What the DOMA Decision Means for LGBT Binational Couples

(Credit: AP)

On the 10th anniversary of its landmark decision decriminalizing LGBT people, the Supreme Court handed down a historic decision repealing the unconstitutional Defense of Marriage Act (DOMA), which required the government to ignore legal marriages of same-sex couples and prevented them from accessing federal benefits.

Today’s ruling is especially significant to the estimated 24,700 binational LGBT couples in the United States. Among the many policy implications as a result of the decision, the repeal of DOMA will permit legally married LGBT United States citizens and Lawful Permanent Residents (LPRs) to sponsor their foreign-born spouses for green cards.

DOMA defined marriage as a union between one man and one woman and denied LGBT couples access to more than 1,000 federal programs and benefits available to opposite-sex married couples. That included the ability to sponsor a foreign born spouse for family-based immigration United States Citizenship and Immigration Services (USCIS).

Now, families like Ness Madeiros and her wife Ginger, who have lived in fear of separation for too long, will finally get relief. Though they were legally married in Massachusetts in 2008, DOMA barred Ginger, an American citizen, from sponsoring her wife Ness, an immigrant from Bermuda. Without a green card, Ness is unable to officially adopt their 8-month-old son, Jamie — and worse, risks being deported back to Bermuda when her student visa expires. Thanks to the Supreme Court’s ruling, Ginger can now sponsor her wife for an immigration visa and her family no longer has to fear being torn apart.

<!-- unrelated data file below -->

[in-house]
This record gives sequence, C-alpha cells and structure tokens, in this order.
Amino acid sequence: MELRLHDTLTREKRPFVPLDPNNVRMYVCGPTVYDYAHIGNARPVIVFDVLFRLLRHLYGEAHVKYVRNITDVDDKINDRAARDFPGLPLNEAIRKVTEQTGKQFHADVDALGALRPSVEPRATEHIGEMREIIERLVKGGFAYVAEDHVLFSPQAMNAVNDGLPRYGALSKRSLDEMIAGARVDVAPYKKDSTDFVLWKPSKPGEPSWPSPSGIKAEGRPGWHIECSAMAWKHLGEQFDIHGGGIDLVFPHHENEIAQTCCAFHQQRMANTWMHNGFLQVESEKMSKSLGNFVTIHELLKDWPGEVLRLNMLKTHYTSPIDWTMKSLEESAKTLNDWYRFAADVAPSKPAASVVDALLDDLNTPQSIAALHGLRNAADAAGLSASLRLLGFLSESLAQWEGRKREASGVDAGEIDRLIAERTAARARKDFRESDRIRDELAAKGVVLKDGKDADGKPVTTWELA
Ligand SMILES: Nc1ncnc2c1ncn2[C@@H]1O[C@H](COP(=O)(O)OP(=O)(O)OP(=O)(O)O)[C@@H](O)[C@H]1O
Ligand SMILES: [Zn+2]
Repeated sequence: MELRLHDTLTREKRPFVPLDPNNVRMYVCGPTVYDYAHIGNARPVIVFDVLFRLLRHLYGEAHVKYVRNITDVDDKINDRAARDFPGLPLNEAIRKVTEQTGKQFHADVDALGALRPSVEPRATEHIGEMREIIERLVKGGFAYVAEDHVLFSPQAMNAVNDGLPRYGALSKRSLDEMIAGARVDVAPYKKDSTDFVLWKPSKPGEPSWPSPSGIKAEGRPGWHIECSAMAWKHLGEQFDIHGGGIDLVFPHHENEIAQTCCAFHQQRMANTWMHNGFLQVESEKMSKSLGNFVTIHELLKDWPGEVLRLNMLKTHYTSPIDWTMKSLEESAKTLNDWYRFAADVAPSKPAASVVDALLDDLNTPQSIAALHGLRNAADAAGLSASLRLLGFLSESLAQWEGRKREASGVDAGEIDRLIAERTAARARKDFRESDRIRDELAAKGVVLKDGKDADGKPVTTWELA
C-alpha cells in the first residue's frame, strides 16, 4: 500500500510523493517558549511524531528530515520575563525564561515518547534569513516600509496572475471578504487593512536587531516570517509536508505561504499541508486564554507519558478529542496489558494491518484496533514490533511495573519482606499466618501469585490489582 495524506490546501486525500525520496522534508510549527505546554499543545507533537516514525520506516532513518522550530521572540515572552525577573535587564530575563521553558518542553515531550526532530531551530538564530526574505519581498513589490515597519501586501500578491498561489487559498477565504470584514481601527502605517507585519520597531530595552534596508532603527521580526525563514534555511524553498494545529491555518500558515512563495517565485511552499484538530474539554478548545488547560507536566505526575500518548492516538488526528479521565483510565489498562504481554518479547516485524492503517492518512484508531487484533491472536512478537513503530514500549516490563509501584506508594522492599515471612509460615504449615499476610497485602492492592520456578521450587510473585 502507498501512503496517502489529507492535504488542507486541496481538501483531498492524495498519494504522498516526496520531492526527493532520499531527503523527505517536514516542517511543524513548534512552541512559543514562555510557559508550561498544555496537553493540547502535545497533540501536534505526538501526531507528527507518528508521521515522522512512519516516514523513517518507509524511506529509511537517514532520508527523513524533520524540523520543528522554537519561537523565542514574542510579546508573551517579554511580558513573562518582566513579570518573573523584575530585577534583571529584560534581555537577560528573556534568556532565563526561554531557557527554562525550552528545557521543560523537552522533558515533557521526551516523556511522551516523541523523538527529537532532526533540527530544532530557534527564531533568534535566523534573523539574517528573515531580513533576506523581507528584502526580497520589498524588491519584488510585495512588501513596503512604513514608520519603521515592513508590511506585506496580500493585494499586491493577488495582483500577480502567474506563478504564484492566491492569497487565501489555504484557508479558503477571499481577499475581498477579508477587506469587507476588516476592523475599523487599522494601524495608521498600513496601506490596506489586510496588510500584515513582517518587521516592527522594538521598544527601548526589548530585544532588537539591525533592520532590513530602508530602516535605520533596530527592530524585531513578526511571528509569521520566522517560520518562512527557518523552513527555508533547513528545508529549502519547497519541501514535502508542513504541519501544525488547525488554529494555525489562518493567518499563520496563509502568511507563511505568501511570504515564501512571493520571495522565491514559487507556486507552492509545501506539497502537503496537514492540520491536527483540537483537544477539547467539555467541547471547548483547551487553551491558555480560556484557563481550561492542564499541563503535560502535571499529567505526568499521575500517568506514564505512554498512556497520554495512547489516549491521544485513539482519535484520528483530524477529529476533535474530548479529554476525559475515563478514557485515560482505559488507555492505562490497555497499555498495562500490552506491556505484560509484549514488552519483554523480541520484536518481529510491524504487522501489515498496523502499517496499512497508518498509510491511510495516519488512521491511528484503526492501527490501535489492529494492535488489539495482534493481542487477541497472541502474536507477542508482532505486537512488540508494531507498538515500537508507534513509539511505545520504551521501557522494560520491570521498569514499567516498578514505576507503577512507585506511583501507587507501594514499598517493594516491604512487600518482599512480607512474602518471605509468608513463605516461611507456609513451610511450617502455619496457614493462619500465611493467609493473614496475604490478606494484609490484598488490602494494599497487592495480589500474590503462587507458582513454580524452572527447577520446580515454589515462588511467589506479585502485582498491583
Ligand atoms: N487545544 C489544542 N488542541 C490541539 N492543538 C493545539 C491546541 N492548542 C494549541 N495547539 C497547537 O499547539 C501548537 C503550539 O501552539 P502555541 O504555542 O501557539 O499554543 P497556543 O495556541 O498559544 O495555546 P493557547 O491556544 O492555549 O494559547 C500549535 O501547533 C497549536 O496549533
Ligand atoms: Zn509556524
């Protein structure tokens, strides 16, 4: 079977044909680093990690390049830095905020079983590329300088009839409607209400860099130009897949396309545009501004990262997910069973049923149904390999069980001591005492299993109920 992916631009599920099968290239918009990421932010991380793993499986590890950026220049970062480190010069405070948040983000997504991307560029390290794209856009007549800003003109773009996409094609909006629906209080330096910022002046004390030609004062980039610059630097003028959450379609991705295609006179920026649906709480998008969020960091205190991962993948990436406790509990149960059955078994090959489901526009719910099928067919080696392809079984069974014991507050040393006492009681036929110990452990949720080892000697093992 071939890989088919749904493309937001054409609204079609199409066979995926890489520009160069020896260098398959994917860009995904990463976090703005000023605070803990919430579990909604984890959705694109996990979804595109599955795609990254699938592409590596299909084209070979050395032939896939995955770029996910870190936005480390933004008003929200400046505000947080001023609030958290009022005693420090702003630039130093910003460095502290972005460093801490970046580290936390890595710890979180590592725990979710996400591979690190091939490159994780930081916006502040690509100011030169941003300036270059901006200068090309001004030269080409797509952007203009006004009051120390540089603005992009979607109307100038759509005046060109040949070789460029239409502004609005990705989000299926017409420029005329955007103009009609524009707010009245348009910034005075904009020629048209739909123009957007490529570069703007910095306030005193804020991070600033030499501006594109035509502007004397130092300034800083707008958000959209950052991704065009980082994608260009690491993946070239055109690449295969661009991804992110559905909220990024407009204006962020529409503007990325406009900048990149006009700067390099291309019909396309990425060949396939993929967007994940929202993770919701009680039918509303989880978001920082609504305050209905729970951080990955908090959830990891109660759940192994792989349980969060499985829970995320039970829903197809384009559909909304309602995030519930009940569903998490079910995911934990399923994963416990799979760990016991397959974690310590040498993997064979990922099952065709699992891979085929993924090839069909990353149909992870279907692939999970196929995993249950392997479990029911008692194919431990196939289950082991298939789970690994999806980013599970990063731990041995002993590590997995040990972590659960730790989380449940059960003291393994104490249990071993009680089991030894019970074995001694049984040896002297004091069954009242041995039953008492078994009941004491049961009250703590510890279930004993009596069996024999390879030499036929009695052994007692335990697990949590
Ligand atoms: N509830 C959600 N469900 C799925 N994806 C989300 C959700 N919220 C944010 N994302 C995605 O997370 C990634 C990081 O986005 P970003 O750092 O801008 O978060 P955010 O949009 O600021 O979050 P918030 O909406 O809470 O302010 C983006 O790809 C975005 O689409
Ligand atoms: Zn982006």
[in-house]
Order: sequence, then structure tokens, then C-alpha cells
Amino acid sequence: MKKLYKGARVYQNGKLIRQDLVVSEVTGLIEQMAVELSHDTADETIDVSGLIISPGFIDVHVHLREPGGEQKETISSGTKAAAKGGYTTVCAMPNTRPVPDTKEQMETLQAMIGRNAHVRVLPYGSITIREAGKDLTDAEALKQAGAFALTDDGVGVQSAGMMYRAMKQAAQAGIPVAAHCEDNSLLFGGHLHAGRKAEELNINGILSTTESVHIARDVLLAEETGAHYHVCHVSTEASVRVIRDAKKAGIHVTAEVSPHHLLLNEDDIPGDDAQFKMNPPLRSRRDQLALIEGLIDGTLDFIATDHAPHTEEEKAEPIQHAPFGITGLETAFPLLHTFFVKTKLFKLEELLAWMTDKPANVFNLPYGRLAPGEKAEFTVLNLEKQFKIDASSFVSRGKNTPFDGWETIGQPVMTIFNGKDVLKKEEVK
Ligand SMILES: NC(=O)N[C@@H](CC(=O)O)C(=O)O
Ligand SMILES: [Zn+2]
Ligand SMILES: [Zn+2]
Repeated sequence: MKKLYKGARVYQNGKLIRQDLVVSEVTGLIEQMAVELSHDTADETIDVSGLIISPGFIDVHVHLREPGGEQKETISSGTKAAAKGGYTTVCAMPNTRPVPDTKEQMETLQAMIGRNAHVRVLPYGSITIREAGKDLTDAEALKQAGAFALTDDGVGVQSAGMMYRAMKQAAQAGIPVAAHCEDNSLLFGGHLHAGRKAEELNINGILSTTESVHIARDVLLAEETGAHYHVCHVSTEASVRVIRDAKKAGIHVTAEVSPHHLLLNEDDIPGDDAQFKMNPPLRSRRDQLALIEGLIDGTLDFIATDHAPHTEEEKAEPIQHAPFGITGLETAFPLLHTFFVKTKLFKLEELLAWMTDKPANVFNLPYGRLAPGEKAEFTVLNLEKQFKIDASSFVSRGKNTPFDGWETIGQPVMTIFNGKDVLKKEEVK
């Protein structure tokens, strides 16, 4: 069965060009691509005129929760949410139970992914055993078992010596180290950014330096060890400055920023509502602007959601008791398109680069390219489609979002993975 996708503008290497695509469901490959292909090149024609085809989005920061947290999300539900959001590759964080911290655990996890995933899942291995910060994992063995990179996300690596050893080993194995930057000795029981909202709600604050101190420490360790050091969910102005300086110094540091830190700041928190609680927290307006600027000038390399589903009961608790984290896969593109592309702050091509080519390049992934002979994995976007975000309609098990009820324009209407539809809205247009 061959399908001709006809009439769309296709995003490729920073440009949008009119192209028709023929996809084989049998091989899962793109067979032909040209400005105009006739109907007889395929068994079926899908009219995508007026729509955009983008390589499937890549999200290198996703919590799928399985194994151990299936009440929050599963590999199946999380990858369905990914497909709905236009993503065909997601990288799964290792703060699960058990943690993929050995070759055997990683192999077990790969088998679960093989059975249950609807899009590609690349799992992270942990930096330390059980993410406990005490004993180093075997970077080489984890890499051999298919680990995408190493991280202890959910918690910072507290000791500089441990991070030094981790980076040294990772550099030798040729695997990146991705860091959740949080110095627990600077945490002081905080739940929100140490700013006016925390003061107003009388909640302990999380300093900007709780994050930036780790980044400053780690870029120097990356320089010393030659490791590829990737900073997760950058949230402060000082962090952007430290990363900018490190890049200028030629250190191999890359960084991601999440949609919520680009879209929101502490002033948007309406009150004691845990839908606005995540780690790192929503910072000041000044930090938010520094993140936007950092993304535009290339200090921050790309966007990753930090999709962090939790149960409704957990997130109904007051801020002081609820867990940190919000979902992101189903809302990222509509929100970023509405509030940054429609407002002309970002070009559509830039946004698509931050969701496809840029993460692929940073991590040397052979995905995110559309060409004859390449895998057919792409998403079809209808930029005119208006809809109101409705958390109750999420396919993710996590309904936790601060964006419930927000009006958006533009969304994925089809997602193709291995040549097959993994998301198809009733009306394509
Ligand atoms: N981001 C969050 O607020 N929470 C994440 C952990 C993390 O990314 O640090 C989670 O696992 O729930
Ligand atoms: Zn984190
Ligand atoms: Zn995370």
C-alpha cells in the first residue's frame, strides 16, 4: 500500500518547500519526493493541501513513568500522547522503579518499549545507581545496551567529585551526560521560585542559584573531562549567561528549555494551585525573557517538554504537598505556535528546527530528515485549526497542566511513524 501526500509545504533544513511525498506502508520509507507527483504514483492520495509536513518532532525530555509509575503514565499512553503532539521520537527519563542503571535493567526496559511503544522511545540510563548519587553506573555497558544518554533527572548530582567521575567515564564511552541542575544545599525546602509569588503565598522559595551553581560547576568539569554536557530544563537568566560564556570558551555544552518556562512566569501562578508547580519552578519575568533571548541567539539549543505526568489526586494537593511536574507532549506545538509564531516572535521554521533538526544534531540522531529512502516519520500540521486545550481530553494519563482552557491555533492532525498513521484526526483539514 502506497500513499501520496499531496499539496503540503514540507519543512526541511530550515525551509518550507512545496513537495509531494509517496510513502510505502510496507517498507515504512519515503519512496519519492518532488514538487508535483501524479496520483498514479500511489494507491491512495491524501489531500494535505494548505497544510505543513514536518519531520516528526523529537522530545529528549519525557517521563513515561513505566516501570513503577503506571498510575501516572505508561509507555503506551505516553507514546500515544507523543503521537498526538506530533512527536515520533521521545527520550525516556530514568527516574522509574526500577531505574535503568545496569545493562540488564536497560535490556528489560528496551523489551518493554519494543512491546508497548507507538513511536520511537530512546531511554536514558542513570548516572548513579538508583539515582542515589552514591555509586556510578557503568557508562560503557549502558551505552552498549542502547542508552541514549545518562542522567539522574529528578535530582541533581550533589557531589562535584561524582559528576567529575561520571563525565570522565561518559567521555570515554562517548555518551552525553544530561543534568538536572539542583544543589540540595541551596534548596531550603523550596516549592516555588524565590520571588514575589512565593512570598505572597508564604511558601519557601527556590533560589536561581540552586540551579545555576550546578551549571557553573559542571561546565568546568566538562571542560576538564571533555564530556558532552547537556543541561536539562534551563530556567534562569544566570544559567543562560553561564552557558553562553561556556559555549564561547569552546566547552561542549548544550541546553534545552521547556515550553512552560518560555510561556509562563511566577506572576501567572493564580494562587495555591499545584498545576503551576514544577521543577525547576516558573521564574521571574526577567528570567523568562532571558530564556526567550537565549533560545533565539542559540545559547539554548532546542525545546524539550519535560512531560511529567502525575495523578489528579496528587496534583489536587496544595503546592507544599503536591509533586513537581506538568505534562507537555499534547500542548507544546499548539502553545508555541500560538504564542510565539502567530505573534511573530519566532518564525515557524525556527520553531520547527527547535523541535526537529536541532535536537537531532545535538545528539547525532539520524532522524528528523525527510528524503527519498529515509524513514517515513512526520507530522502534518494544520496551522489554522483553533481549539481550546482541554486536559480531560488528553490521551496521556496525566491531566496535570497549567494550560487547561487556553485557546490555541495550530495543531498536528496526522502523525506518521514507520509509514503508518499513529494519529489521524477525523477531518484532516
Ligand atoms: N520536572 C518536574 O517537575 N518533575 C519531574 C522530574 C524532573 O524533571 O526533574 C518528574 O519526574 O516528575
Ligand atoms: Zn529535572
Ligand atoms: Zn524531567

To provide relief for LGBT binational couples, Sen. Patrick Leahy (D-VT) introduced an amendment to the Senate’s bipartisan immigration reform bill that would allow LGBT U.S. citizens and LPRs to petition for their foreign spouses to become permanent residents. The court’s decision is an important step towards giving equal treatment to same-sex binational couples under immigration law and accomplishes much of what Sen. Leahy’s amendment sought to do.

While today’s decision is a good first step that provides hope for a future together for 24,700 same-sex binational couples, there are still 11 million undocumented immigrants, including more than a quarter of a million LGBT immigrants and their family members in dire need of relief. Passing the bipartisan Senate immigration bill would add tremendously to the gains made by the Court’s decision.


Leahy withdrew his amendment to the Senate immigration bill, explaining that the Supreme Court’s decision renders it unnecessary.

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